Global manufacturing data raises growth fears
Figures show contraction in May output in China, the US and Europe, indicating world economy still weak and in need of central bank support
Manufacturers in China, the United States and Europe struggled last month as demand fell, suggesting an ailing world economy that still needs a steady diet of central bank support.
Output at US factories declined in May for the first time in six months, the Institute for Supply Management reported, while China's massive manufacturing sector shrank for the first time in seven months, adding to concerns that the world's two largest economies were losing momentum in the second quarter.
Euro-zone manufacturing contracted for the 22nd consecutive month, although the depth of the downturn eased for the first time in four months.
The International Monetary Fund cut in half its forecast for German growth this year, but said Europe's biggest economy would experience a recovery in the second half of the year.
"Amid still elevated euro area uncertainty, we now project [gross domestic product] in Germany to expand at 0.3 per cent," compared with a previous forecast of 0.6 per cent, the IMF said. Growth "is expected to be weak".
In the US, the data bolstered the view that the economy was undergoing yet another spring swoon after expanding at a 2.4 per cent rate in the first three months of the year.
That makes it unlikely the Federal Reserve would soon start to scale back the US$85 billion in bonds it is buying each month. Fed chairman Ben Bernanke last month said those purchases could be cut at one of the central bank's "next few meetings".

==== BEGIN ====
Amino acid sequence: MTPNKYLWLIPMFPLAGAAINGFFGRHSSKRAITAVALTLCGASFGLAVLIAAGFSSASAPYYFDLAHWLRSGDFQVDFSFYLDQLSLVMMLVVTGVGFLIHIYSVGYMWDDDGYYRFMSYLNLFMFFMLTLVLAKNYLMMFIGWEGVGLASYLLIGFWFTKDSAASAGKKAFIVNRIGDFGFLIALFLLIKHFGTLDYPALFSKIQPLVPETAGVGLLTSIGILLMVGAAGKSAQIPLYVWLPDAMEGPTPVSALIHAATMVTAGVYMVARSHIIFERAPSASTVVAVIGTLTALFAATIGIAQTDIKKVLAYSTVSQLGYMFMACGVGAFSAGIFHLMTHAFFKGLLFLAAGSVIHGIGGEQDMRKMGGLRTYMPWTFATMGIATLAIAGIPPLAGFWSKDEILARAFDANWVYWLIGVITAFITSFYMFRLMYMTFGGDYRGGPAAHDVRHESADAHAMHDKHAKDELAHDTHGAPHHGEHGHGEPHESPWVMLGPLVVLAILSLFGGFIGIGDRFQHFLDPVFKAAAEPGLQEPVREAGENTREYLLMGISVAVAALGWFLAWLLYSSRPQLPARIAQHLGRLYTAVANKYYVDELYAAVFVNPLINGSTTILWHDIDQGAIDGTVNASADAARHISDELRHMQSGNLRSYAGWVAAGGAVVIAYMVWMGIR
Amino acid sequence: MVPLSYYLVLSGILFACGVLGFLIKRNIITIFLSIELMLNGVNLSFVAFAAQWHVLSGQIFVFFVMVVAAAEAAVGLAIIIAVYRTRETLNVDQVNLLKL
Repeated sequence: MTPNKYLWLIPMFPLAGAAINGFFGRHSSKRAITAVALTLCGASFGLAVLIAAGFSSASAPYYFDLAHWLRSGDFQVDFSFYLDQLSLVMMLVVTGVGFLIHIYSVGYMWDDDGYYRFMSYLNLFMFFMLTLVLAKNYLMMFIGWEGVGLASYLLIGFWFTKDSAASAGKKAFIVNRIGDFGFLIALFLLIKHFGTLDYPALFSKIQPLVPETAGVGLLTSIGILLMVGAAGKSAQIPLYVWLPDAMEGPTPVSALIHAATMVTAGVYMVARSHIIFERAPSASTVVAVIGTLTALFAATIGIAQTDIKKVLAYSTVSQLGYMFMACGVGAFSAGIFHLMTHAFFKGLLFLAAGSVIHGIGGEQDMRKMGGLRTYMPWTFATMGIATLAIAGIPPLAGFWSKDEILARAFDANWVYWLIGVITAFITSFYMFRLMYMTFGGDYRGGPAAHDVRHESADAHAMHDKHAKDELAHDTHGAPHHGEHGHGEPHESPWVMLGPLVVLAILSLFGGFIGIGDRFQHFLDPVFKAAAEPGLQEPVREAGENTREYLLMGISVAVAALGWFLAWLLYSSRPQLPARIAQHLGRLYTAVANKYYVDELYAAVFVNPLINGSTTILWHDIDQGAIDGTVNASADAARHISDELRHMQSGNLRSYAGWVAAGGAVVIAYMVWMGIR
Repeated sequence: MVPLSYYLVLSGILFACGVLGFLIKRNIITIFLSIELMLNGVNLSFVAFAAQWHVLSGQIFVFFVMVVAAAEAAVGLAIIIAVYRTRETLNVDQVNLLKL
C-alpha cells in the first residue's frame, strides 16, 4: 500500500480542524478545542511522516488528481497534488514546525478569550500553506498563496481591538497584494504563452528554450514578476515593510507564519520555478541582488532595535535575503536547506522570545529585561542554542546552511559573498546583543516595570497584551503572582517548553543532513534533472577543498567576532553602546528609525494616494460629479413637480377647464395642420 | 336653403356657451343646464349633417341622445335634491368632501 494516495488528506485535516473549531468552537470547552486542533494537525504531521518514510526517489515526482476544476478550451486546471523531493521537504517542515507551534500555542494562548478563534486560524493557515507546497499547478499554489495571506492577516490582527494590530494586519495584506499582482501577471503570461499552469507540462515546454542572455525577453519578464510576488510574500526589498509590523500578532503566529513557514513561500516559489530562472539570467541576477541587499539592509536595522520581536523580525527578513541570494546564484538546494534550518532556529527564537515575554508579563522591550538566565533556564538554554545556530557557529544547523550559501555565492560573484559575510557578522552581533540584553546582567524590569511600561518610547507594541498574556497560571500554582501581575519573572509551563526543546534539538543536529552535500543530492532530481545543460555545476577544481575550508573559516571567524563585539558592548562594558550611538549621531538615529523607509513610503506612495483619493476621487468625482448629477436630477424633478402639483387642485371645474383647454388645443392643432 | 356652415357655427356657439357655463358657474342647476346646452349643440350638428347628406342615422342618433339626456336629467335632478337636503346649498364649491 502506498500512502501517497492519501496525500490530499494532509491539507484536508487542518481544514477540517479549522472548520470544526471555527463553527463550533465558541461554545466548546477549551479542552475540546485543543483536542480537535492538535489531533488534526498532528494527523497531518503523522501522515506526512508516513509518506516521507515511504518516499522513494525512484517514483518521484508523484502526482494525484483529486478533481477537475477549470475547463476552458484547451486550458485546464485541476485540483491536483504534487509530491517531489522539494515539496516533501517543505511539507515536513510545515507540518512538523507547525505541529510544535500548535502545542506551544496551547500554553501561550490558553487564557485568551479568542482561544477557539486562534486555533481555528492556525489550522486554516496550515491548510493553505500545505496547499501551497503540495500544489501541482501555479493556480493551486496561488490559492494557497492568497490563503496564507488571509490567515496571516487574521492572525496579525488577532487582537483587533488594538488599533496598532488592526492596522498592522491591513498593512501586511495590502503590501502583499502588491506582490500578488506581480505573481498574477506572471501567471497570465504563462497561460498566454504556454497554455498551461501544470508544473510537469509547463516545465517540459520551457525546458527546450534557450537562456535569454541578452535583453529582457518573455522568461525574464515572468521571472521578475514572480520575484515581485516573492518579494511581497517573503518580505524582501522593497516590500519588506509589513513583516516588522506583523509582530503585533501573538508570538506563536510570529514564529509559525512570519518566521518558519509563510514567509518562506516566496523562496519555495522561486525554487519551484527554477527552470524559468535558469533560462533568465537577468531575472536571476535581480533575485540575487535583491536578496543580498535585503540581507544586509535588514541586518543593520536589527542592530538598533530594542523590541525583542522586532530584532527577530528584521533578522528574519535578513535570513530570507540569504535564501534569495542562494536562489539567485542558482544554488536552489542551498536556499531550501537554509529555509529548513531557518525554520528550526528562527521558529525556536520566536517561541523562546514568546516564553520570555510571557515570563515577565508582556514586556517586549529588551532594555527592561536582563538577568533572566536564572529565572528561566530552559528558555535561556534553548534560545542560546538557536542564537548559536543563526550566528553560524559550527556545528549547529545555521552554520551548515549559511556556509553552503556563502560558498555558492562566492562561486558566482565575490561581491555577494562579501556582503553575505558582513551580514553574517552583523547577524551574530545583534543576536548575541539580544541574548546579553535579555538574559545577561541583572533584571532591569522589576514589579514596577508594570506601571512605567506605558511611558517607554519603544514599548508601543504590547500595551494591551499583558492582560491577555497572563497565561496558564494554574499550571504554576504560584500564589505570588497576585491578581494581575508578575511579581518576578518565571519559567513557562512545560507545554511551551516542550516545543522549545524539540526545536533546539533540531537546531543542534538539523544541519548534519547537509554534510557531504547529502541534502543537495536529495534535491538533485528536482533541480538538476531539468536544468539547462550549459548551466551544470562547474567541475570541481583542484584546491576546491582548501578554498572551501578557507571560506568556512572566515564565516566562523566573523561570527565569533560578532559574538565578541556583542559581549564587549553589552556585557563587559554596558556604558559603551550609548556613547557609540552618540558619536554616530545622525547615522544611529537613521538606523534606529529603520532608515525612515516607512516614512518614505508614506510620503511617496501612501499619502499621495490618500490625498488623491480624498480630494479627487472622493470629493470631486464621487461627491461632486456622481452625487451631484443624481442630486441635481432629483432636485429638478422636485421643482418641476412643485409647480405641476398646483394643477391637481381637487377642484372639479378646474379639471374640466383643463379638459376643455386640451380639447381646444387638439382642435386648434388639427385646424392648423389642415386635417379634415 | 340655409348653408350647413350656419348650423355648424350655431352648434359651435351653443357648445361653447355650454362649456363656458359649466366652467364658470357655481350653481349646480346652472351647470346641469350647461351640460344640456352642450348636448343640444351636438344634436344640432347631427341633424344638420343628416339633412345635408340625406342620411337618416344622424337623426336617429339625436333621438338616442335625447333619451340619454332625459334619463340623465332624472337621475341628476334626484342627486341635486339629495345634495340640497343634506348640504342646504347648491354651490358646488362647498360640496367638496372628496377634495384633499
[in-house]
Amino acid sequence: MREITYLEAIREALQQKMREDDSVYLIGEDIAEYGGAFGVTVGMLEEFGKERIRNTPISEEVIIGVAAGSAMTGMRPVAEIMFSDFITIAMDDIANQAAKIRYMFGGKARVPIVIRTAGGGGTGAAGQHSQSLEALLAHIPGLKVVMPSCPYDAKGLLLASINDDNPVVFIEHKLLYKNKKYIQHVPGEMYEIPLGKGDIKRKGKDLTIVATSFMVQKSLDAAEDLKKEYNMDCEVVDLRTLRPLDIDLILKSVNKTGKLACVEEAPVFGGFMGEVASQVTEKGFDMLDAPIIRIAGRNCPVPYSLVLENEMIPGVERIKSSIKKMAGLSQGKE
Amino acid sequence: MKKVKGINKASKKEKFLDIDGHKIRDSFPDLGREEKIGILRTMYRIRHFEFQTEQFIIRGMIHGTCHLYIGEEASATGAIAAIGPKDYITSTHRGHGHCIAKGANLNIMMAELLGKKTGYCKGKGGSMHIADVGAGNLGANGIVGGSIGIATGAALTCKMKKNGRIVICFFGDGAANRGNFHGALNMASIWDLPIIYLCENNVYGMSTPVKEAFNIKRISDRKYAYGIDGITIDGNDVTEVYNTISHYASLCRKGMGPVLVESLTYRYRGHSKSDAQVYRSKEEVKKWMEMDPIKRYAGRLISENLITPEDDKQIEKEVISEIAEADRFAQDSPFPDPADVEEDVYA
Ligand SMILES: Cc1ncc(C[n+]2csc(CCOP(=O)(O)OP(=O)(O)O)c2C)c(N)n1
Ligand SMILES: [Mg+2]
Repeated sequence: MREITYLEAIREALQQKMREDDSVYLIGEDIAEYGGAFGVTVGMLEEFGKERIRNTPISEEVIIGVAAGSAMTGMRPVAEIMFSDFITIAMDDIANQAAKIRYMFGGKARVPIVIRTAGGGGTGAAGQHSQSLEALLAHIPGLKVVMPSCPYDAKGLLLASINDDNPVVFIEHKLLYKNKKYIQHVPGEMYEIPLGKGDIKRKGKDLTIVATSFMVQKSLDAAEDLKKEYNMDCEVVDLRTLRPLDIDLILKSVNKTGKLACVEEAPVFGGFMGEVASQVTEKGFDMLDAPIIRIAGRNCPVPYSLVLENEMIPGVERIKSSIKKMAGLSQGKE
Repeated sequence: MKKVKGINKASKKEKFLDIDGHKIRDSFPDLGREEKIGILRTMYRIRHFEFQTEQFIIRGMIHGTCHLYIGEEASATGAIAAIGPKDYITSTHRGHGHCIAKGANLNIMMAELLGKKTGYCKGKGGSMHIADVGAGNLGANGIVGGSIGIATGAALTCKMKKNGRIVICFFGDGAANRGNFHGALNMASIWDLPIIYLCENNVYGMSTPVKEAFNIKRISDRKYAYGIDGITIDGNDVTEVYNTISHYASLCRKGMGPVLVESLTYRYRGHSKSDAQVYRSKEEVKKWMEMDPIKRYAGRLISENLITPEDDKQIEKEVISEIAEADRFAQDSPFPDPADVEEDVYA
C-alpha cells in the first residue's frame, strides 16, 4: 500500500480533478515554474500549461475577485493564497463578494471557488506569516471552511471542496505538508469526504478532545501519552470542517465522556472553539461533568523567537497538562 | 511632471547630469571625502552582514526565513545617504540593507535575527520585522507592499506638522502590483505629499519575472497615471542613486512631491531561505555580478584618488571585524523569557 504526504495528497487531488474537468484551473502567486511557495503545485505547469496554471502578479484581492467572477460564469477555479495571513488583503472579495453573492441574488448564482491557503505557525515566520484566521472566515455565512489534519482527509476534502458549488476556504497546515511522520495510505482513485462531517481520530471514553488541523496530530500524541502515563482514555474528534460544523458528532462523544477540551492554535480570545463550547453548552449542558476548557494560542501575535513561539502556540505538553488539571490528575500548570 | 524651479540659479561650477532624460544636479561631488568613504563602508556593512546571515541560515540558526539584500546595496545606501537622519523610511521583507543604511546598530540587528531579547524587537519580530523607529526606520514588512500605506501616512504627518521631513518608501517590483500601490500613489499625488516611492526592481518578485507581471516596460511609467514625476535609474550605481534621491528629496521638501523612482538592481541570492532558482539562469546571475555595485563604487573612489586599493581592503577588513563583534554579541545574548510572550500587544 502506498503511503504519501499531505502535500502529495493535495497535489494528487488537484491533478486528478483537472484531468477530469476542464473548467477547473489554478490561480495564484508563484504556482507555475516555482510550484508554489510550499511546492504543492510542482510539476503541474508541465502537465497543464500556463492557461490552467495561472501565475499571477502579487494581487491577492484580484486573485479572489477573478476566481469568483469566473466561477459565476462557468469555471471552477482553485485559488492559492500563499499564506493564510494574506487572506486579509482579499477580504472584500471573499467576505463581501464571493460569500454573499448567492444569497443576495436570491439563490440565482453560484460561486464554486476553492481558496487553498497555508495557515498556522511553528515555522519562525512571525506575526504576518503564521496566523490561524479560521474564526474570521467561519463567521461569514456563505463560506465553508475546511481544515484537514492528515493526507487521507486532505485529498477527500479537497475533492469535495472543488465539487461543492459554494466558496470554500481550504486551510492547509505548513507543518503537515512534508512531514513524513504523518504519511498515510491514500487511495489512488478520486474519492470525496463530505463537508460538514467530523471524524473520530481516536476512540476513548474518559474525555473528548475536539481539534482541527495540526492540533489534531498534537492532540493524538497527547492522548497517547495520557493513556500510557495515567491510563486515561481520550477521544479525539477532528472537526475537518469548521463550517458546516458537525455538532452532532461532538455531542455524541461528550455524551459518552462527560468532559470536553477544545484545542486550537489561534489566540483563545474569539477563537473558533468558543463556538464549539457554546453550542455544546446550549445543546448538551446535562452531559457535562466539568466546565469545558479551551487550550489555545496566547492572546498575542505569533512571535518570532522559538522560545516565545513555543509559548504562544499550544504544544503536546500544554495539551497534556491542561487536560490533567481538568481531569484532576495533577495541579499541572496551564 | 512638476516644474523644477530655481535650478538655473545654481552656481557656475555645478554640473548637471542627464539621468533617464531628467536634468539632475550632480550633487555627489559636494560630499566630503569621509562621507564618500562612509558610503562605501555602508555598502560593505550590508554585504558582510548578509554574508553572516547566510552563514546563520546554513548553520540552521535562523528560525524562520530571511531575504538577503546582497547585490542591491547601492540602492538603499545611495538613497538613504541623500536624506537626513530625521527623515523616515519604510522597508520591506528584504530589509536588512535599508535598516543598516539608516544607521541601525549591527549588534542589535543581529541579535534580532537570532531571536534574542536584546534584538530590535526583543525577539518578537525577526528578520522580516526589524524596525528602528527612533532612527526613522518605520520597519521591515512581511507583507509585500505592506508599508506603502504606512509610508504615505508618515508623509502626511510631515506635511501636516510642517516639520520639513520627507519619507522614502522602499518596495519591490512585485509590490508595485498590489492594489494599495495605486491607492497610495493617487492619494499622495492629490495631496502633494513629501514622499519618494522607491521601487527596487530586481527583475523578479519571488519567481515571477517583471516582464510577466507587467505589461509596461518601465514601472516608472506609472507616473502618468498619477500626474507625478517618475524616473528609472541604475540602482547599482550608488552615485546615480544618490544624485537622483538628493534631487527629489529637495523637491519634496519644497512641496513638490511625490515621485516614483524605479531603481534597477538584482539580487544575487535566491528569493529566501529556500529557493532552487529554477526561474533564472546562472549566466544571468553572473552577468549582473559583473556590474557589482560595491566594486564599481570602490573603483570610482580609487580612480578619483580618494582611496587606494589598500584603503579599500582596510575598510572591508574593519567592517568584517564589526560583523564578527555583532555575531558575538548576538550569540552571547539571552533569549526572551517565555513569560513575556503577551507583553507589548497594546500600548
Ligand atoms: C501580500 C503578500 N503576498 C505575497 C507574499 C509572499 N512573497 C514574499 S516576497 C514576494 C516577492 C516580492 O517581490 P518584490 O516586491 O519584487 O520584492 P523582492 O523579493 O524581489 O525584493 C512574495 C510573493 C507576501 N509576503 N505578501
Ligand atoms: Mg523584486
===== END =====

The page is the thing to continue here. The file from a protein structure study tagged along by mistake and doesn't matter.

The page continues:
A report from financial data firm Markit showed the US factory sector continued to expand last month but at a sluggish pace, suggesting it would likely be a drag on second-quarter growth.
The HSBC China PMI, meanwhile, showed new orders and new export orders fell last month, highlighting weakness in both domestic and overseas demand. The index slipped to 49.2, its worst performance since October last year.
"The global economy remains weak … There's nothing in the system at the moment, certainly in China, that suggests there is a big pickup in store just around the corner," said Victoria Clarke at Investec.
The HSBC PMI followed a similar government survey released on Saturday that showed a slight rise but also pointed to falling orders from key markets.
"We think China's economic growth will probably continue to slide," said Zhiwei Zhang, the chief China economist at Nomura in Hong Kong.
New export orders also fell in Taiwan, a key producer in the global technology supply chain, while in South Korea, home to big brand names such as Samsung and Hyundai, new export orders growth eased to the weakest pace since January.
"A number of respondents blamed the reduction in demand on a general slowdown in global activity," HSBC said.
Markit's euro-zone PMI rose to 48.3 from April's 46.7. That still reflected contraction but was the highest reading since February last year.
Surveys from Germany and France showed activity contracted last month but at a slower pace than in April. The story was similar in Spain and Italy.
In contrast, British manufacturing expanded at its fastest pace in more than a year, a possible sign of more broad-based recovery in the economy.
Additional reporting by Agence France-Presse